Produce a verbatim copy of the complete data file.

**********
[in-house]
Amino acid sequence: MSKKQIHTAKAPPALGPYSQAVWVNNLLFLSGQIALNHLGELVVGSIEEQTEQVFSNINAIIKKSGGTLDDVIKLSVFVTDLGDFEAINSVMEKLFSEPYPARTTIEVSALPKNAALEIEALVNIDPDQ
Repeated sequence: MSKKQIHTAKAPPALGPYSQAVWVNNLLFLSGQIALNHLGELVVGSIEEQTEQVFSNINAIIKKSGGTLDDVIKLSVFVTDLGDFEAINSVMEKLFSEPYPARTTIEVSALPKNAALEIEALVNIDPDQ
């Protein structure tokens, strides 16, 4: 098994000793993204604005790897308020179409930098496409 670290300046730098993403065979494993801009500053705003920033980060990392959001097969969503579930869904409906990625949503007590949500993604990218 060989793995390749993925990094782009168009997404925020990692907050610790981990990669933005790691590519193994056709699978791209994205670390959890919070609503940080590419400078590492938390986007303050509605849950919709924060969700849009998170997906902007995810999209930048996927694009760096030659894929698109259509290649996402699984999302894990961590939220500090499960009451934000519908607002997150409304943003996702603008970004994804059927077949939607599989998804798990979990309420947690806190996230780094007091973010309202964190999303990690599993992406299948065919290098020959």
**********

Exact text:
[in-house]
Amino acid sequence: MSKKQIHTAKAPPALGPYSQAVWVNNLLFLSGQIALNHLGELVVGSIEEQTEQVFSNINAIIKKSGGTLDDVIKLSVFVTDLGDFEAINSVMEKLFSEPYPARTTIEVSALPKNAALEIEALVNIDPDQ
Repeated sequence: MSKKQIHTAKAPPALGPYSQAVWVNNLLFLSGQIALNHLGELVVGSIEEQTEQVFSNINAIIKKSGGTLDDVIKLSVFVTDLGDFEAINSVMEKLFSEPYPARTTIEVSALPKNAALEIEALVNIDPDQ
């Protein structure tokens, strides 16, 4: 098994000793993204604005790897308020179409930098496409 670290300046730098993403065979494993801009500053705003920033980060990392959001097969969503579930869904409906990625949503007590949500993604990218 060989793995390749993925990094782009168009997404925020990692907050610790981990990669933005790691590519193994056709699978791209994205670390959890919070609503940080590419400078590492938390986007303050509605849950919709924060969700849009998170997906902007995810999209930048996927694009760096030659894929698109259509290649996402699984999302894990961590939220500090499960009451934000519908607002997150409304943003996702603008970004994804059927077949939607599989998804798990979990309420947690806190996230780094007091973010309202964190999303990690599993992406299948065919290098020959």